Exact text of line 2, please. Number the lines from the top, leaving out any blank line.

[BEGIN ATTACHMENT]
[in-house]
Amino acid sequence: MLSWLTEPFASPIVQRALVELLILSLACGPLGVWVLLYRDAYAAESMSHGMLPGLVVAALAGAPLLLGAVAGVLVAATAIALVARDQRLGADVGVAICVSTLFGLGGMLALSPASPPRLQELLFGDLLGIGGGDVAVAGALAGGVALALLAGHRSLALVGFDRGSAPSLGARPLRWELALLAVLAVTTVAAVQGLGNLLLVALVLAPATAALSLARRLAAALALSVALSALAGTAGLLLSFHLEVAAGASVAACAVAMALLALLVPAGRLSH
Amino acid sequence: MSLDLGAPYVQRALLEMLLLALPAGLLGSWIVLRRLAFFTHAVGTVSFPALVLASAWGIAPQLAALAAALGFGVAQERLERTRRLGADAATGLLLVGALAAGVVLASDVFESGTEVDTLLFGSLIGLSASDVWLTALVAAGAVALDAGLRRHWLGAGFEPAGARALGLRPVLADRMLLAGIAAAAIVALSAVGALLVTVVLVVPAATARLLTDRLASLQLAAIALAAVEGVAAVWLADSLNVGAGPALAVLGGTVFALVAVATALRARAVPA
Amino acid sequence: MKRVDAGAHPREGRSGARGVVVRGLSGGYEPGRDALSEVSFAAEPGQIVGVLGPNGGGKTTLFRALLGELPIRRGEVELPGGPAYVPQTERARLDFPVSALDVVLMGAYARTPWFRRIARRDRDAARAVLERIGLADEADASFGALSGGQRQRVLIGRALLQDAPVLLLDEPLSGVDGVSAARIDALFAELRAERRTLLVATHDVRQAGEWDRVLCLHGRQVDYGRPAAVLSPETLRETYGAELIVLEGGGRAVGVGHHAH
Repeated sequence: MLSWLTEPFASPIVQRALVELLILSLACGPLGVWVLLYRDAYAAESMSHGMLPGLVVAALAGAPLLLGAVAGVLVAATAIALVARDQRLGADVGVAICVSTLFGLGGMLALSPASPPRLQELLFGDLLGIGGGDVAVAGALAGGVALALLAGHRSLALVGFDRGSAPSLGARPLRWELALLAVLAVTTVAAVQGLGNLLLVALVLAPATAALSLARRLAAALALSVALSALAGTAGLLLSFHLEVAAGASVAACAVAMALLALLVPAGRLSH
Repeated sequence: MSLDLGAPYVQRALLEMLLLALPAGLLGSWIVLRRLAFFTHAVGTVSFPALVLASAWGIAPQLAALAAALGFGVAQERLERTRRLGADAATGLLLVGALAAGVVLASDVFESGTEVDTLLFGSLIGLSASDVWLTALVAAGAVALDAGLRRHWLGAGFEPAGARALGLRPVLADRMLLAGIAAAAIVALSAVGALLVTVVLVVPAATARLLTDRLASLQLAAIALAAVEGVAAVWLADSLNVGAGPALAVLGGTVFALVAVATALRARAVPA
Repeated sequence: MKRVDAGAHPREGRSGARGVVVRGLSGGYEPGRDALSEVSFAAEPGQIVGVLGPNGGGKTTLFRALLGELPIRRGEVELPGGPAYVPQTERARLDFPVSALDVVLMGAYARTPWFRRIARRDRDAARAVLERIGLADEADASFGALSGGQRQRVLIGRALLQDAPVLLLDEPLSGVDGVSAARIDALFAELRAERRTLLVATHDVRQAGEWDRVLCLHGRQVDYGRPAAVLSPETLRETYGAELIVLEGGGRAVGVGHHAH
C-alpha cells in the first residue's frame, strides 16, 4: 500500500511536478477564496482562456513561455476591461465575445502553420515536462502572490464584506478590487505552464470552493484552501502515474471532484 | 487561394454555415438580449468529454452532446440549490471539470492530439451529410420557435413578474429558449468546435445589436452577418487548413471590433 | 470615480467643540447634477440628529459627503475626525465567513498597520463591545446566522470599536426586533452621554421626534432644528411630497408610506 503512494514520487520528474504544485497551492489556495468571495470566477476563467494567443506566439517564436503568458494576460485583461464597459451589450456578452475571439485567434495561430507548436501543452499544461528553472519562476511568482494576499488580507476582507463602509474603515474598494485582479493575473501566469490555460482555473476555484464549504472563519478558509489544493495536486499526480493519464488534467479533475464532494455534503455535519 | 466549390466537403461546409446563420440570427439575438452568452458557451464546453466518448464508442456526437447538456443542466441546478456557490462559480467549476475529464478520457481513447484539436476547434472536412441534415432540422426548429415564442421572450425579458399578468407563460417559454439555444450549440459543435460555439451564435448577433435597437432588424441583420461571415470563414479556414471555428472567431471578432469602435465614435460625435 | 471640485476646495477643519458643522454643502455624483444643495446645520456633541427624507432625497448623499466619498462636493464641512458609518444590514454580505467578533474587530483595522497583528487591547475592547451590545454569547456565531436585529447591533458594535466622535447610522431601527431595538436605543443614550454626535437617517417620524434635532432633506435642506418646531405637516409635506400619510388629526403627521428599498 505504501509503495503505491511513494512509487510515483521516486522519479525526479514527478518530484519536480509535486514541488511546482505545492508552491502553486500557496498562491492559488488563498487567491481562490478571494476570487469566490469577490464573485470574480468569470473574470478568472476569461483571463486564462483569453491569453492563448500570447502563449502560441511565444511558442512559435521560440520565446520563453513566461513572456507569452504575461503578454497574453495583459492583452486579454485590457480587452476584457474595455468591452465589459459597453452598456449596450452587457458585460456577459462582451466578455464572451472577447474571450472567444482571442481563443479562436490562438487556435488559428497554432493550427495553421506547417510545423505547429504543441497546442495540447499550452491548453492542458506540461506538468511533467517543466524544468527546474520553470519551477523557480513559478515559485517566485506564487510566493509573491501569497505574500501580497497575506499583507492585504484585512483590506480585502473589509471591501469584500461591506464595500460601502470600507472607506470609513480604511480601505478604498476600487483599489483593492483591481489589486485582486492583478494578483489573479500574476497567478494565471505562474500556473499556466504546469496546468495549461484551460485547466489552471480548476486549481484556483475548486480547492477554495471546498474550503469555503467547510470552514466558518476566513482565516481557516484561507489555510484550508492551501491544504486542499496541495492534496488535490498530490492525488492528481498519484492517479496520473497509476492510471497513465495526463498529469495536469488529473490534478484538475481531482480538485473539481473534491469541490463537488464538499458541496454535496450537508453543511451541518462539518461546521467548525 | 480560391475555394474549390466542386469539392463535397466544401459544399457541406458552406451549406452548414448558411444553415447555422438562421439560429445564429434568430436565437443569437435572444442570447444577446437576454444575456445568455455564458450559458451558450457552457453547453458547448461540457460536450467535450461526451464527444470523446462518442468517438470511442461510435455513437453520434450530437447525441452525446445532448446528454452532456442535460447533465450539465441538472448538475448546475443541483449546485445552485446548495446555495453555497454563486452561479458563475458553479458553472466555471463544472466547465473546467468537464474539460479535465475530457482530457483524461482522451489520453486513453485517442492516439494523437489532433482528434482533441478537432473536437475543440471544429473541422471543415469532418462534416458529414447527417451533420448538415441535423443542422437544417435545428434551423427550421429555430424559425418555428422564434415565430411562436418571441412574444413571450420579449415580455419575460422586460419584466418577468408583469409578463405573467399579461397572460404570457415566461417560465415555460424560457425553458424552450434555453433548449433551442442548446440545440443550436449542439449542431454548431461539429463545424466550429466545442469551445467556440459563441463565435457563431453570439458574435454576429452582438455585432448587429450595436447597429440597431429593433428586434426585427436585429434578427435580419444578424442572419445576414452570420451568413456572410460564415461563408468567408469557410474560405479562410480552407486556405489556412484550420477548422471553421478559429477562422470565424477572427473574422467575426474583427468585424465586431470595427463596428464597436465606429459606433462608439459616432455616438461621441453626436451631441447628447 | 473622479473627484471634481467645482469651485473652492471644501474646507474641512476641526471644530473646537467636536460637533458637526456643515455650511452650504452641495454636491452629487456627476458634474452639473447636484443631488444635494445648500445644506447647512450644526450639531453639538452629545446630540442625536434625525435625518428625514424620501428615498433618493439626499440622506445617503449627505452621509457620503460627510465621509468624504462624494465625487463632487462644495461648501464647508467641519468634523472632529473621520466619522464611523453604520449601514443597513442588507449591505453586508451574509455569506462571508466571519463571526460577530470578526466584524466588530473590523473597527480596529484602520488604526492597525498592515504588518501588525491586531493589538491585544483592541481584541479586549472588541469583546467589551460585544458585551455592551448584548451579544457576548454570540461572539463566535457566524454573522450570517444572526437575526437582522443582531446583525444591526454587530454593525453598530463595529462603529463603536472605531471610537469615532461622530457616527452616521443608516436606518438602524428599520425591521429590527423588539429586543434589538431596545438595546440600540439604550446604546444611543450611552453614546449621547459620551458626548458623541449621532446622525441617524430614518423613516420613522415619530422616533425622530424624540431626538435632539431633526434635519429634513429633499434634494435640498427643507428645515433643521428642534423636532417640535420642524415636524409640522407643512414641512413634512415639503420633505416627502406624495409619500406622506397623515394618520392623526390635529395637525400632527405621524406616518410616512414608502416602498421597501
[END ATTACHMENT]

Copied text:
Amino acid sequence: MLSWLTEPFASPIVQRALVELLILSLACGPLGVWVLLYRDAYAAESMSHGMLPGLVVAALAGAPLLLGAVAGVLVAATAIALVARDQRLGADVGVAICVSTLFGLGGMLALSPASPPRLQELLFGDLLGIGGGDVAVAGALAGGVALALLAGHRSLALVGFDRGSAPSLGARPLRWELALLAVLAVTTVAAVQGLGNLLLVALVLAPATAALSLARRLAAALALSVALSALAGTAGLLLSFHLEVAAGASVAACAVAMALLALLVPAGRLSH